Passive behavior is much more likely to result in serious
injury or death than using a gun to defend oneself.

TAXING GUN SALES Brazil's President Liz Inacio Lula da Silva
advocated the arms-sales tax as a way that the world's
wealthy nations could eliminate world hunger. French
President Jacques Chirac immediately said, "Lula's idea is a
simple one. People must be able to eat three times a day,
and that is not the case today." Elsewhere Chirac has also
called the tax on guns "quite justified."

Yet, this tax makes about as much sense as taxing medicine
to help feed the poor. One would think that the rest of the
world would understand that the police simply cannot be
there all the time to protect people. The 2000
International Crime Victimization Survey shows that almost
all the western countries in their survey have much higher
violent crime rates than the U.S., including: Australia,
Canada, Denmark, England/Wales, Finland, France,
Netherlands, New Zealand, and Sweden. (Jeff Miron argues
that the relatively high murder rate in the United States is
driven not by our gun-ownership rate but by gang violence
that results from our drug-enforcement regulations.)

The Bush administration deserves credit for stopping the
2001 U.N. conference from implementing many of the same
proposals that are still being pushed now. One thing you
can say about those united nations: They sure are

persistent.



John Lott, a resident scholar at the American Enterprise

Institute, is the author of the new released The Bias Against Guns.

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Standing Wolf
July 12, 2003, 09:03 PM
Political scientist Rudy Rummel estimates that the 15 worst regimes during the 20th century killed 151 million of their own citizens.

<sarcasm> We can probably slaughter more than that in this new century. Disarm the commoners! </sarcasm>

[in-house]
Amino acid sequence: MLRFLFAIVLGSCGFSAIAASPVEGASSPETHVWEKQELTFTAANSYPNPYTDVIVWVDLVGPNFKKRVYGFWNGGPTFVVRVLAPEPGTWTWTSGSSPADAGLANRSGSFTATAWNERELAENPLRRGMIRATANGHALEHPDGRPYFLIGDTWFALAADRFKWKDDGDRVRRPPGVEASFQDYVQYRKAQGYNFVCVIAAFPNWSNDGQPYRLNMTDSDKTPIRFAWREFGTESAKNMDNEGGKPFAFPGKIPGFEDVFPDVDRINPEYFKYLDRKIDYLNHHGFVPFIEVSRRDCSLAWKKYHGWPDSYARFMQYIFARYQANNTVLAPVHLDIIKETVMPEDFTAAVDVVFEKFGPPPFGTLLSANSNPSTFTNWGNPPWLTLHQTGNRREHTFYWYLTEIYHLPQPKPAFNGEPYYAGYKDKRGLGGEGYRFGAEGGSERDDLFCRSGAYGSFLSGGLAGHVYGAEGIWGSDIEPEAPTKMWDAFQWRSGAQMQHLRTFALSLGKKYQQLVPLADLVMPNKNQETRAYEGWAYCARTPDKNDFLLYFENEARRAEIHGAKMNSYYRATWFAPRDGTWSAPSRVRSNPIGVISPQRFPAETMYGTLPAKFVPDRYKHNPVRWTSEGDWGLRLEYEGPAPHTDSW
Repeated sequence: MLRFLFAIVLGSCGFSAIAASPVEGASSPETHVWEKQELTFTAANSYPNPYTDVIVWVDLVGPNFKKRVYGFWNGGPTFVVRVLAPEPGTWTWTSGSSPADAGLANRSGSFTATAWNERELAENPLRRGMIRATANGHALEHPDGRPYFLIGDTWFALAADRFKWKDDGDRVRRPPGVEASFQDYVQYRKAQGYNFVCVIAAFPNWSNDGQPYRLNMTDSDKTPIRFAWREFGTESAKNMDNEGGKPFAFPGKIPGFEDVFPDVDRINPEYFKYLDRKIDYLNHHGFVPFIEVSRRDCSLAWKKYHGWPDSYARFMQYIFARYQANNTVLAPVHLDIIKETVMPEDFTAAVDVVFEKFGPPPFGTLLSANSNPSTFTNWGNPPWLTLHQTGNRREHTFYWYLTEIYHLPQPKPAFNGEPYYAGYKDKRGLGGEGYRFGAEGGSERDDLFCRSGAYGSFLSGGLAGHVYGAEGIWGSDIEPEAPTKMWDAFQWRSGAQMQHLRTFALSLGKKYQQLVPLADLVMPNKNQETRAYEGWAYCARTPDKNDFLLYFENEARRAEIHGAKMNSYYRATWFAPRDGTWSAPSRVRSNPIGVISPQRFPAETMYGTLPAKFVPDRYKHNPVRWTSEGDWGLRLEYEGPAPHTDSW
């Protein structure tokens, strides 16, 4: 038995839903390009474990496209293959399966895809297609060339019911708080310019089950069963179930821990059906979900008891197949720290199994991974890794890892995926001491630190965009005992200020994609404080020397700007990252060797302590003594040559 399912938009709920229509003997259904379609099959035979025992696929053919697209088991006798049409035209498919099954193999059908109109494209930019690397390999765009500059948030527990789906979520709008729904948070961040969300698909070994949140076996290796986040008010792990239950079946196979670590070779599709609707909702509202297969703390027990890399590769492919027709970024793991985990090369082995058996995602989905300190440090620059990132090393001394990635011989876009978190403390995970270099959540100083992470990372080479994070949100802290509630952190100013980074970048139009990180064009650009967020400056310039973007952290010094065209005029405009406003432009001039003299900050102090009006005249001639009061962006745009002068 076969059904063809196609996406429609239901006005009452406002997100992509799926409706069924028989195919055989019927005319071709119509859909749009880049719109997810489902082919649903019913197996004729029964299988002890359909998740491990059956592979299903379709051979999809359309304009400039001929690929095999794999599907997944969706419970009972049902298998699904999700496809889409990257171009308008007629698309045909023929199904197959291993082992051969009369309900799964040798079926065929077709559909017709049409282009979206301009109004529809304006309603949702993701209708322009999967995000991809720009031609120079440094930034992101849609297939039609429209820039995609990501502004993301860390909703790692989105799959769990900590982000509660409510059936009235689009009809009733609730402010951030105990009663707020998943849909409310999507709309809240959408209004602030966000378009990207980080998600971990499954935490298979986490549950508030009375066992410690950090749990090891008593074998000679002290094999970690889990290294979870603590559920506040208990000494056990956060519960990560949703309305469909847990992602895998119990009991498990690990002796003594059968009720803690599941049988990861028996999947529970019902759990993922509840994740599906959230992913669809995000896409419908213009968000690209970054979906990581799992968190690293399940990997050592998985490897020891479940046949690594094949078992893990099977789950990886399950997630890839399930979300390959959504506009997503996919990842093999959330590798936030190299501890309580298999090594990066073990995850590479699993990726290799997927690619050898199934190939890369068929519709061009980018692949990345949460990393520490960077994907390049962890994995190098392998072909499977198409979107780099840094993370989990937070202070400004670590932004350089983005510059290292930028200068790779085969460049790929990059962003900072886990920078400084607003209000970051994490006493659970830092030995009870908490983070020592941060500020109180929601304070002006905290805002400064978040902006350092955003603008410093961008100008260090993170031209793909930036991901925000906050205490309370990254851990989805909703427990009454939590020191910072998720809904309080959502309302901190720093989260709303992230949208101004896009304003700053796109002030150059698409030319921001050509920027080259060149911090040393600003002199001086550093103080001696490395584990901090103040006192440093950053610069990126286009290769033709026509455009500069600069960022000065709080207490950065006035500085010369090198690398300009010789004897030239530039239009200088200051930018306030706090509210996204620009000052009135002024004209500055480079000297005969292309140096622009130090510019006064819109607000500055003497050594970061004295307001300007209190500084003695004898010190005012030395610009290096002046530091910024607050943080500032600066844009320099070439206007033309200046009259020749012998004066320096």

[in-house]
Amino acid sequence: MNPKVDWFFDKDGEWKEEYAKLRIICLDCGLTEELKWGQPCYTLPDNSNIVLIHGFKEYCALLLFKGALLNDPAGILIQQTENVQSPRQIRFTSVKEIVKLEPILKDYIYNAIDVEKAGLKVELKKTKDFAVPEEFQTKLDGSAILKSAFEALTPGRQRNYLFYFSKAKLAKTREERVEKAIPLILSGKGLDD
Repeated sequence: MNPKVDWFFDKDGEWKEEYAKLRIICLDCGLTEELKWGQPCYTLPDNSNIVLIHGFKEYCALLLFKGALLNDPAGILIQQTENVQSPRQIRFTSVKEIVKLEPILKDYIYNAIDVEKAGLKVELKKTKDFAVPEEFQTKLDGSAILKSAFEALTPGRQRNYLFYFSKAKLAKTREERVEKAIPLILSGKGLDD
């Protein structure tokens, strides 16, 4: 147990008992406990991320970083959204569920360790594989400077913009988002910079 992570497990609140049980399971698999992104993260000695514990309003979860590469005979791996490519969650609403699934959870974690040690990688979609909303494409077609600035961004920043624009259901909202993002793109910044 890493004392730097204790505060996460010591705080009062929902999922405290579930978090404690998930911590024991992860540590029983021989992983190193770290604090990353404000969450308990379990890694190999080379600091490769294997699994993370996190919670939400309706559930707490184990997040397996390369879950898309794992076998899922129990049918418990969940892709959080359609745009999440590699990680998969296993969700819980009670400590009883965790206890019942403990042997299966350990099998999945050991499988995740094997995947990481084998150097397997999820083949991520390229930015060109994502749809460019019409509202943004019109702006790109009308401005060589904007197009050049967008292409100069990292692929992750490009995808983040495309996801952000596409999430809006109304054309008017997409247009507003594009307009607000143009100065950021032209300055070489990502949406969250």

George Hill
July 12, 2003, 09:54 PM
The UN.

Feh.
http://www.thehighroad.org/attachment.php?s=&postid=375245

NIGHTWATCH
July 13, 2003, 02:51 PM
Excellent article. :)

Hkmp5sd
July 13, 2003, 03:18 PM
In hindsight, would Europeans have preferred that no resistance was put up against Hitler? Should the French or Norwegian resistance movements simply have given up? Surely this would have minimized war causalities.

"It is astonishing that the German's managed to hold France with so few divisions, considering that everyone who wasn't draining German resources by the clever maneuver of surrendering en masse and making the Nazis feed them was vigorously and bravely engaged in the Resistance? Is there a village without its Place de la Resistance? But one has to be fair; one has to understand the Gallic notion of resistance. Any hotelier who overcharged a German was in the Resistance. Each whore who gave a German soldier the clap was a freedom fighter. All those who obeyed while viciously withholding their cheerful morning bonjours were heroes of liberty!"

Shibumi by Trevanian

Bigjake
July 13, 2003, 03:40 PM
quote:
--------------------------------------------------------------------------------
"It is astonishing that the German's managed to hold France with so few divisions, considering that everyone who wasn't draining German resources by the clever maneuver of surrendering en masse and making the Nazis feed them was vigorously and bravely engaged in the Resistance? Is there a village without its Place de la Resistance? But one has to be fair; one has to understand the Gallic notion of resistance. Any hotelier who overcharged a German was in the Resistance. Each whore who gave a German soldier the clap was a freedom fighter. All those who obeyed while viciously withholding their cheerful morning bonjours were heroes of liberty!"

alright, so pouting about the germans made them freedom fighters? i think not

TallPine
July 13, 2003, 03:50 PM
third-world and western European countries are pushing for a tax on every gun purchase, with the money then being used to eliminate world hunger.

Ha! I use my gun to help eliminate world hunger every fall, at least the local version of world hunger. My family is part of the world, too.

So they should pay me for my efforts. :neener:

Harold Mayo
July 13, 2003, 03:52 PM
Hey, George? Where would I go to a protest where I would find protestors like that...?

On a more serious note, though...why should anyone actually care what the U.N. or any of the individual member nations want? What actualy HELP has the U.N. actually been anywhere?

A tax to end world hunger? Yeah, that'll work. Try teaching the primitives to NOT overfarm their land. Teach resource conservation. Teach birth control.

Ah, why do I even post...?

Hkmp5sd
July 13, 2003, 03:56 PM
so pouting about the germans made them freedom fighters?

Facetious adj. tongue-in-cheek, unserious, not serious, joking, jesting, joshing, kidding, funny, humorous, comical, jocular, jocose, wagish, witty, droll, whimsical.

The author is not praising the French.

Bigjake
July 13, 2003, 06:09 PM
my bad. wasn't awake when i read it. that is pretty funny.